Tuesday, September 13, 2016

The Face in a Jar (The Defragmenting Daniel Trilogy #2) by Jason Werbeloff

Jason Werbeloff has delivered AGAIN in the exciting and tension-filled 2nd installment of The Defragmenting Daniel Trilogy called The Face in a Jar.

Daniel Mendez is steadily gather up his original organs (taken from him as payment for his childhood upkeep) from the wealthy, priveleged Bubble recipients. However, the private investigator, Kage Jackson, contracted by the Bubble PD to track down the "Organ Thief" is steadily figuring everything out and closing in. Daniel is helped and hindered in his quest to become whole by Margaret, the robot that wants to become human and needs just a few parts herself to achieve her goal - Project Alpha. Her assistance comes at a price: Daniel must collect her desired parts as well as his own. Kage, a trans male formerly known as Kassandra, helped by love-interest, Una, is also hampered in his successful completion of the case by the police themselves.

The Face in the Jar builds wonderfully upon the world created in The Organ Scrubber (Book 1) and solidifies the totally hedonistic realm that is life in the Bubble. It reinforces the achingly vast difference between Bubble residents and those existing in The Gutter (the broken-down, poverty-stricken area outside). The story has explicit gore and sex and so much imagination of what makes up this world. It is exciting, tense and a definite page turner!

The Organ Scrubber (The Defragmenting Daniel Trilogy #1) by Jason Werbeloff

Daniel lives a grim, futile existence of endless work as an organ scrubber – flushing and preparing human organs slated for reuse by the wealthy and privileged. Orphaned at birth, Daniel grew up in The Orphanage with others in the same circumstances, selling his own organs as required to pay the high debt that even his meager existence incurs, replacing them with inferior cybernetic parts.

On his 18th birthday, he is entitled to receive the identification of his parents. Father unknown, but Daniel receives his birth mother’s name and last known address and leaves the relative safety and security of The Orphanage to find her. Along the way he discovers the fate of his mother and encounters people living outside the control of the known government. More importantly, Daniel decides he wants his own organs back.

Defragmenting Daniel: The Organ Scrubber is the first in of a trilogy by the talented Jason Werbeloff, and it is one heck of a beginning. Daniel's world comes to life, grim and horrific. Characters of a wide variety populate it and the action is non-stop. I can't wait to get my hands on the rest of the story!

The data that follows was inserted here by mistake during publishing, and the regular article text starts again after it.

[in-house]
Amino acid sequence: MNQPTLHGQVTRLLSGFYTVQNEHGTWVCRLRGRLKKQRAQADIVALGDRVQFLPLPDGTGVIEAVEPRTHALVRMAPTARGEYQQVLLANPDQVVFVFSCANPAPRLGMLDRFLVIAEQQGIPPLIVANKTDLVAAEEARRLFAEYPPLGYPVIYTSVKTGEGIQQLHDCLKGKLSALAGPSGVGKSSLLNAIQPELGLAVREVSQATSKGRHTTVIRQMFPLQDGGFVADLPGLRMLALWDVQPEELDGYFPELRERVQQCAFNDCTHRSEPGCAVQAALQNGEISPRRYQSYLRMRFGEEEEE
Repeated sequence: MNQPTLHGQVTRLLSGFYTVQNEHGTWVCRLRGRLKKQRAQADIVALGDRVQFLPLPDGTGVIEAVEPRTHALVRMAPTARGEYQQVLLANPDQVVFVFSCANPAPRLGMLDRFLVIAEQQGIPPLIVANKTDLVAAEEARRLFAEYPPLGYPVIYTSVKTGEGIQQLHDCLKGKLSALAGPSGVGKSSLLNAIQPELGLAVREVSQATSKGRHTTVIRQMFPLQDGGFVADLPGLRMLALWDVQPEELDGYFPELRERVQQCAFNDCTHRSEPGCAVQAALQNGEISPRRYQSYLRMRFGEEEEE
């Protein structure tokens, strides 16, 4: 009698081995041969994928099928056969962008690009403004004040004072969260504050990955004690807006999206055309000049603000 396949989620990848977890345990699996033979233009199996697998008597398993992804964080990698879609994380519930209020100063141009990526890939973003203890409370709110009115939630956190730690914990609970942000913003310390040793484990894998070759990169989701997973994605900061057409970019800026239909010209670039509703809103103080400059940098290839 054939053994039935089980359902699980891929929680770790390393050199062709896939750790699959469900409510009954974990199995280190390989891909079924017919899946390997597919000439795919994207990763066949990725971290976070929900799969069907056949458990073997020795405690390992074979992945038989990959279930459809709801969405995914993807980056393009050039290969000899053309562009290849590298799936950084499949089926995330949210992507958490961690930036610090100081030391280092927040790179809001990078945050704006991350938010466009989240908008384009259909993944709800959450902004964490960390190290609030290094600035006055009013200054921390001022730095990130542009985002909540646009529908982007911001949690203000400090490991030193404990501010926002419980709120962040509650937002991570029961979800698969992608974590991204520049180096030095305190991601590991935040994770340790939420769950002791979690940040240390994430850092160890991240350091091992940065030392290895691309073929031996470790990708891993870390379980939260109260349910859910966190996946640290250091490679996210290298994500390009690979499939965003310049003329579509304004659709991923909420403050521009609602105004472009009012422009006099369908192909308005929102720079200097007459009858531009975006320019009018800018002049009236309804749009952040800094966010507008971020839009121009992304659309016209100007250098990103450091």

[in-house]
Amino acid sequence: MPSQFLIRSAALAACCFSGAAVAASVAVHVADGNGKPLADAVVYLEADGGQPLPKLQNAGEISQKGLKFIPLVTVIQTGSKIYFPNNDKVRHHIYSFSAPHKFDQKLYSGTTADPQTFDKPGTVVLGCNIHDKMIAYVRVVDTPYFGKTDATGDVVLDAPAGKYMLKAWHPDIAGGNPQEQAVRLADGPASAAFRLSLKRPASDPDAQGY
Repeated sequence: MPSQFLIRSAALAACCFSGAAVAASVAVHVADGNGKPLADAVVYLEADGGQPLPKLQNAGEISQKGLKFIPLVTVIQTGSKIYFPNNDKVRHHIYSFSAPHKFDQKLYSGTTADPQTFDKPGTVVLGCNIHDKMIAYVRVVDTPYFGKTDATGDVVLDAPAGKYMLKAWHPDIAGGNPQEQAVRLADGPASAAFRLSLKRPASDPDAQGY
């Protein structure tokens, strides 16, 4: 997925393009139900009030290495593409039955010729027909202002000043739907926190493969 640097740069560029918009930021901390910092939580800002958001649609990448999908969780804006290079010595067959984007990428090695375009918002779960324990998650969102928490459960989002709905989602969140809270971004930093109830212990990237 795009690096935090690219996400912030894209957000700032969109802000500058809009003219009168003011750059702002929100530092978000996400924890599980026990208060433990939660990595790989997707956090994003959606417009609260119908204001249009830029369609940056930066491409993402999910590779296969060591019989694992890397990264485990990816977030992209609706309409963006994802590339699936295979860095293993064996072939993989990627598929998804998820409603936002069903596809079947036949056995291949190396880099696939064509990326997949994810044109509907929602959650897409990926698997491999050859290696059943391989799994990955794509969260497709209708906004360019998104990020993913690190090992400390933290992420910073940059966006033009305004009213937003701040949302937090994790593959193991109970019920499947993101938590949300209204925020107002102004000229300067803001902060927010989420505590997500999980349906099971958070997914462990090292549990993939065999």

Tuesday, September 06, 2016

Montana Rescue by Kim Law

After completing the first title in this new Kim Law series, Montana Cherries, and enjoying it so very much, I had to read book 2. I was delighted by the characters and setting in Montana Rescue. A handsome bull rider, Nick, part of a large family returns home, temporarily, to manage the family orchard business while his father and new stepmother take a long-needed vacation. Before even taking up his duties, he reconnects with the girl of his teenage dreams, Harper Stone, now widowed, who has also returned home after years away, and is helping her younger sister out with her business of providing the bucking bull stock to the Montana Pro Rodeo circuit (where Nick competes.) What follows is the story of how their relationship evolves and how they come to terms with their pasts.

It is a sexy, contemporary romance with two strong characters that totally melt when dealing with each other. It is also a story of healing and forgiveness – forgiving oneself and moving on. The setting in Montana was of interest to me. I’ve never been there but it sounds lovely and wild. Also, I enjoyed seeing this side of the workings of rodeo – that was a little different angle than I’ve seen before. As I mentioned before, this is the second book in this series about the large Wilde family but it stands on its own – you wouldn’t have to read the first book, Montana Cherries (although I liked it, too) to enjoy this one.

Montana Cherries by Kim Law

Dani Wilde’s life has been on hold for the last 14 years while she has kept house and looked after her father and brothers on their family farm after the sudden death of her mother during Dani’s first semester of college. But with the college graduation of her youngest brother, Dani plans to move back to New York City (where she’d been when her mother died) and pick up where she left off.

The plan is to stay through the summer cherry harvest when all her brothers return home, say her goodbyes, and attempt to restart her interrupted life. And then, in walks her older brother’s best friend, Ben Denton, the love of her life, who took her virginity 10 years ago and left for a high-profile, celebrity lifestyle as a fashion and “fashionable” photographer. But Ben has not returned home alone. He’s got his newly-discovered daughter, Haley, with him and no clue about how to proceed as a single father to a four-year-old girl.

The feelings between Dani and Ben are still strong, and when Ben and Haley are welcomed into the Wilde family with open arms, complications begin to develop. As harvest time closes in and Dani prepares to depart for New York, the truth and dysfunctionality of the family begin to come to light.